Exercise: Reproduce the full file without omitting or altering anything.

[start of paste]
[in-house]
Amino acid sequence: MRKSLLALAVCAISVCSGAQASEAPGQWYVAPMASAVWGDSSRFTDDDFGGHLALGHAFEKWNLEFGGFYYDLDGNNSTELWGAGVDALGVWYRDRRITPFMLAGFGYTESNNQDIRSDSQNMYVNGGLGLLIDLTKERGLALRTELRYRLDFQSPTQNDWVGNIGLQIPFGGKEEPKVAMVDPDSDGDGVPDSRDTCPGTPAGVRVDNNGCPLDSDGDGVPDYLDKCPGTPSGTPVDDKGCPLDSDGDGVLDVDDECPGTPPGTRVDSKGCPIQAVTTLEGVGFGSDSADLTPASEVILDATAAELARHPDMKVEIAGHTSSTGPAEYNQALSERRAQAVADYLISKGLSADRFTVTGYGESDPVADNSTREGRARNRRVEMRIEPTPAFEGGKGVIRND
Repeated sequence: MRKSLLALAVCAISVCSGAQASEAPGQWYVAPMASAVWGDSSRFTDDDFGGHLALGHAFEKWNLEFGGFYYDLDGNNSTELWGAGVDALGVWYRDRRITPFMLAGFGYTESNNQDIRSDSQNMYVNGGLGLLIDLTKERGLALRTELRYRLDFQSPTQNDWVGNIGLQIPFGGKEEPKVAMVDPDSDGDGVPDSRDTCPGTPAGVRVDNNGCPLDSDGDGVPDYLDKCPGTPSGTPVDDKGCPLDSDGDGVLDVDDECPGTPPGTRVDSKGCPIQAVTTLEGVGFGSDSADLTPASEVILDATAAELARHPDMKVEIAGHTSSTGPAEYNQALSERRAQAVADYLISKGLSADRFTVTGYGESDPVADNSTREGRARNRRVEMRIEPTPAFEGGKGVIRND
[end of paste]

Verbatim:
[in-house]
Amino acid sequence: MRKSLLALAVCAISVCSGAQASEAPGQWYVAPMASAVWGDSSRFTDDDFGGHLALGHAFEKWNLEFGGFYYDLDGNNSTELWGAGVDALGVWYRDRRITPFMLAGFGYTESNNQDIRSDSQNMYVNGGLGLLIDLTKERGLALRTELRYRLDFQSPTQNDWVGNIGLQIPFGGKEEPKVAMVDPDSDGDGVPDSRDTCPGTPAGVRVDNNGCPLDSDGDGVPDYLDKCPGTPSGTPVDDKGCPLDSDGDGVLDVDDECPGTPPGTRVDSKGCPIQAVTTLEGVGFGSDSADLTPASEVILDATAAELARHPDMKVEIAGHTSSTGPAEYNQALSERRAQAVADYLISKGLSADRFTVTGYGESDPVADNSTREGRARNRRVEMRIEPTPAFEGGKGVIRND
Repeated sequence: MRKSLLALAVCAISVCSGAQASEAPGQWYVAPMASAVWGDSSRFTDDDFGGHLALGHAFEKWNLEFGGFYYDLDGNNSTELWGAGVDALGVWYRDRRITPFMLAGFGYTESNNQDIRSDSQNMYVNGGLGLLIDLTKERGLALRTELRYRLDFQSPTQNDWVGNIGLQIPFGGKEEPKVAMVDPDSDGDGVPDSRDTCPGTPAGVRVDNNGCPLDSDGDGVPDYLDKCPGTPSGTPVDDKGCPLDSDGDGVLDVDDECPGTPPGTRVDSKGCPIQAVTTLEGVGFGSDSADLTPASEVILDATAAELARHPDMKVEIAGHTSSTGPAEYNQALSERRAQAVADYLISKGLSADRFTVTGYGESDPVADNSTREGRARNRRVEMRIEPTPAFEGGKGVIRND